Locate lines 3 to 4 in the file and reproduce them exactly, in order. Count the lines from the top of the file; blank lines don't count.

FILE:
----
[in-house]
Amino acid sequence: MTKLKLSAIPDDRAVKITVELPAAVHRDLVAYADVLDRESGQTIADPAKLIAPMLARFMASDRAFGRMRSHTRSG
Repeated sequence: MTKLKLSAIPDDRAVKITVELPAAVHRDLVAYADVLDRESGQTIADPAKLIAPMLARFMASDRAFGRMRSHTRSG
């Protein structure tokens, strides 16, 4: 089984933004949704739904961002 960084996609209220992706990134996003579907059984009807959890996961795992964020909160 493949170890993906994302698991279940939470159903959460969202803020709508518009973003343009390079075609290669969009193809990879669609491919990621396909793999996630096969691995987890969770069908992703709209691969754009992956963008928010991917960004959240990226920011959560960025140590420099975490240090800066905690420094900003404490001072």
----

Repeated sequence: MTKLKLSAIPDDRAVKITVELPAAVHRDLVAYADVLDRESGQTIADPAKLIAPMLARFMASDRAFGRMRSHTRSG
């Protein structure tokens, strides 16, 4: 089984933004949704739904961002 960084996609209220992706990134996003579907059984009807959890996961795992964020909160 493949170890993906994302698991279940939470159903959460969202803020709508518009973003343009390079075609290669969009193809990879669609491919990621396909793999996630096969691995987890969770069908992703709209691969754009992956963008928010991917960004959240990226920011959560960025140590420099975490240090800066905690420094900003404490001072």